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The single most compelling research question for ARTERBURN descendants that
remains unanswered:  If Peter Arterburn was of "East Indian" or South Asian
(patrilineal) descentas historical sources attest and Y-DNA testing clearly
supports, then how did Peter come by the "Arterburn/Atterburn" surname?

And a corollary question:  If Peter was the son of the East Indian indentured
servant, John Williamsas the name of  "Peter Atterburn alias Williams"
recorded in Charles County Court (1736) suggests, could "Atterburn/Arterburn"
represent a maternal ancestral surname— in whole or in part or possibly
spelled differently, or was it simply a name that Peter adopted for a new
       The formulation, "Peter Atterburn alias Williams," has not been
       found subsequently in Charles County Court records.  Although
       earlier records that are available have not been searched, this
       entry (1736) may reflect Peter's (b. 1711, age 25) first court 
       appearance and a statement of Peter's bona fides as a free man 
       with standing before the court.  "[A]lias Williams" suggests that  
       the court may have relied on the previously adjudicated status  
       (1706/7) of John Williams in this same court as surety for  
       Peter's status.
       We also have the account of John Gardiner pointing out his 
       (Nonesuch) property boundaries to Peter (1737) around this
       same time, as attested in Peter's later court deposition (1748).  
       This certainly seems a clue that Peter may have been new to
       Nonesuchpossibly even to farming.   
       Johannah Hodgson had purchased John Williams' contract of
       indenture from "Mr. [Edward] Mann," who appears in court
       records of Talbot County, MD (search MSA online; also, cf.
       "Benjamin Guy alias Williams ... a freeman" in Talbot County
       Court, March 1730/1).  Might these be clues that Peter had 
       recently arrived in or returned to Charles County, and/or 
       that he might have had family ties in Talbot County?

DNA testing probably cannot help us find definitive answers to these remaining
questions, but clues may yet be found in the public records of Maryland and
Virginia, or in family records.

Listed below are some resources that may assist further research:

14 January 1706/7)

 Northern Neck Counties" (continually updated)

Who exactly was the "William Davis" who provided "security"
for Peter Arterburn's credit in Prince William County —landlord,   
employer, benefactor, relative/in-law, or some combination
of these?

"William Davis" in Colonial Maryland and Virginia 

"William Davis" in the census of Dunmore County (1775)
in district #4 adjacent to that (#3) of Peter and William
(see Supplemental Notes, Appendix #7, p. 598)

"Henry Tanner" and "William Davis" in Charles County
                Court Records, March 1738/9 Court, Liber T#2, Page 537.

                    "Henry Tanner, age about 89, declares that about 
                     30 years ago, he lived on the Plantation now in the
                     possession of Thomas Stone ...."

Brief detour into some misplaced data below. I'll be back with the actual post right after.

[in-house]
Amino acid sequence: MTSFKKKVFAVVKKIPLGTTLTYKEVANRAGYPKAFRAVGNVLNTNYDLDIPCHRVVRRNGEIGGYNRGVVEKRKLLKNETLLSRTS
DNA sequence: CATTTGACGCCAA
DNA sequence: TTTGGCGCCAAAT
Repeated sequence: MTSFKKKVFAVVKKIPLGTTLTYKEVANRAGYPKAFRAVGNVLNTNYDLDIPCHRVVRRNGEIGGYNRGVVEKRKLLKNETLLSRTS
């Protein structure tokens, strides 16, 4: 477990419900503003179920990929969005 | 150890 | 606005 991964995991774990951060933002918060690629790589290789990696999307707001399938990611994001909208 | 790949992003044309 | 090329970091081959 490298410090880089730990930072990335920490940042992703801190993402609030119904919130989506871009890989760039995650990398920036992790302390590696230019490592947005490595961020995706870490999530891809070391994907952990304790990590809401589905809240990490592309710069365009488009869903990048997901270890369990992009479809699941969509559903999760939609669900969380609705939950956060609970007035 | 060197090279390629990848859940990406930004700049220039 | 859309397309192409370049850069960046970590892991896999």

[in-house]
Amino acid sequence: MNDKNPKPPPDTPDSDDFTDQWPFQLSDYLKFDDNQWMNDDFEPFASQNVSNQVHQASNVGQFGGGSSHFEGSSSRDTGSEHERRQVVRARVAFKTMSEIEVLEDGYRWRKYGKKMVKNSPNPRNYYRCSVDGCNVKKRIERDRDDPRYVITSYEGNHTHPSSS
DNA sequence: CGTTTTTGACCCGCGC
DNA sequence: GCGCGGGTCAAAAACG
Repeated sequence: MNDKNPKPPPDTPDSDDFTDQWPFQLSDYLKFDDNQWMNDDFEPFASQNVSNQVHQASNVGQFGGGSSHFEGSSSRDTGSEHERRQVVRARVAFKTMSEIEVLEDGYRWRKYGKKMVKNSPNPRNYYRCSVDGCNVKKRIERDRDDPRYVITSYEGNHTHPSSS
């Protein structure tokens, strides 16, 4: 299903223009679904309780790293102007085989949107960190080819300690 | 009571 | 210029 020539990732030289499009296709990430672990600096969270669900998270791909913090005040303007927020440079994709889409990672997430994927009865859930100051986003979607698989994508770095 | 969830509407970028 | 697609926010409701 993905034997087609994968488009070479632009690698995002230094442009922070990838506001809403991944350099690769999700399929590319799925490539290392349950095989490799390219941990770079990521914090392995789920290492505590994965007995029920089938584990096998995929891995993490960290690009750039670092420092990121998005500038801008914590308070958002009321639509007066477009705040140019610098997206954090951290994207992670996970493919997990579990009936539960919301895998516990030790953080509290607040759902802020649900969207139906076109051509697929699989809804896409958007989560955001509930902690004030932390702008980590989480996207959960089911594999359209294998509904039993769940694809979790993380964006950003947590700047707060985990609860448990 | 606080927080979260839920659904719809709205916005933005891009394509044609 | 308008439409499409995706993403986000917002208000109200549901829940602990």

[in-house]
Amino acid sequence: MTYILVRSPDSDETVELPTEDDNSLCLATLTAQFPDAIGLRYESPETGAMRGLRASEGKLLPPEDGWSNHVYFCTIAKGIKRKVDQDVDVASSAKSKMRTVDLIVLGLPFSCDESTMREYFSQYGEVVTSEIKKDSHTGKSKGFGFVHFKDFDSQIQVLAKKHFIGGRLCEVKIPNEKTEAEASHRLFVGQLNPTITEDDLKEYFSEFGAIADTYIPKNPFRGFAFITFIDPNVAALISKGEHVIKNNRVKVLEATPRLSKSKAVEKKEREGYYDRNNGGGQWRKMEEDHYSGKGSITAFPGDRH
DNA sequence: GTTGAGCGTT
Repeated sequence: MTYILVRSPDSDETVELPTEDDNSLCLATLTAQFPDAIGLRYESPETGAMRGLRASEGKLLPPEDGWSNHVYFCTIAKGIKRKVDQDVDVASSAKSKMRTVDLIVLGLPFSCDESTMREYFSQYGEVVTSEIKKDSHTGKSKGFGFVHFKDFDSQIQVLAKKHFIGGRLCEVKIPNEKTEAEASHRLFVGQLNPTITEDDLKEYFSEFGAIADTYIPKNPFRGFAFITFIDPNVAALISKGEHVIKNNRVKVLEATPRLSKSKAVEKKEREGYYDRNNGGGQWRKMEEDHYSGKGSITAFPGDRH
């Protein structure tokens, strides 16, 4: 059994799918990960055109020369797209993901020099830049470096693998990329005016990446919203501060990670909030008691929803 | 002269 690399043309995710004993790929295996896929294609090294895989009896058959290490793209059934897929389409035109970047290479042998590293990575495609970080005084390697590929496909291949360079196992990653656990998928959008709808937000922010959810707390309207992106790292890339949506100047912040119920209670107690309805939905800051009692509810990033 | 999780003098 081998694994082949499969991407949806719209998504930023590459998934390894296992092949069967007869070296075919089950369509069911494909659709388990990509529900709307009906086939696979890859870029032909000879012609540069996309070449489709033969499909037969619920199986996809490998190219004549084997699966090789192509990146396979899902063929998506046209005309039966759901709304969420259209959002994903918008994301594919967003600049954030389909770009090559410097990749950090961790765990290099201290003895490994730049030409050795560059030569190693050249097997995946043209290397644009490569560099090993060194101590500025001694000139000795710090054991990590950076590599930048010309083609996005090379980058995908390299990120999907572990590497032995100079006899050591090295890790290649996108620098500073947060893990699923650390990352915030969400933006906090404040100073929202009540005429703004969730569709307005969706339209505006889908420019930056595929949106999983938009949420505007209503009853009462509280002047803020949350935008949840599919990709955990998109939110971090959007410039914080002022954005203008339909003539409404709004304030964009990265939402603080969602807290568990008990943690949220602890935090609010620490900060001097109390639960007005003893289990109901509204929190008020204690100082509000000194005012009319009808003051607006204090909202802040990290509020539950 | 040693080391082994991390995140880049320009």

"William Davis, age about 70, declares that about 
                    40 years past, he remembers a bounded white oak 
                    which stood very near the place mentioned in Henry
                    Tanner's deposition ...."
                (RootsWeb/Marshall ID:   I012916 and I009797)

"William Davis Arterburn" (1855-1931)   (Cousins, p. 380)

What connection if any between
"Presley Davis" and 
"Presley Arterburn," or "Elijah Davis" and "Elijah
        Arterburn," and Peter's "William Davis?

                      "Jesse Davis"  (RootsWeb/Marshall ID: I051076)

                      "Jesse Davis"  (RootsWeb/Marshall ID: I046252)

                         w.p. Nelson County, KY (adjacent to Jefferson County)


                      Might Peter Arterburn's distinctive personal mark of three wavy 
                      lines have reflected memories of his youth working as a sailor 
                      or fisherman (before 1736?), or just nostalgia for his earlier life  
                      near the coastal waters of the Chesapeake in Maryland?

                              "The wavy line is a common sign for water,
                              watercourse, water surface, and the sea."                             
                                (Symbols: Encyclopedia of Western Signs
                                and Ideograms / Carl G Liungman)

                              Tobacco Coast:  A Maritime History of Chesapeake

                             "John Gardiner" (of "Nonesuch")  

                                (RootsWeb/Marshall ID: I047926)

                             "Captain John Gardiner," "mariner"
                                (RootsWeb/Marshall ID: I053395)                          



Family Search:  Charles County, Maryland Genealogy

Family Search:  Talbot County, Maryland Genealogy

MSA:  County (Jurisdiction) Government Records

MSA:  Search the Maryland State Archives Online

Wikipedia:  Haplogroup R-M17

National Geographic Society:  Genographic Project

Smithsonian/NMNH:  Beyond Bollywood: Indian Americans Shape the Nation

Native Heritage Project:  East Indians in Early Colonial Records

Miss America 2014:  Nina Davuluri

ABC News:  Indian Ancestry of Princess Diana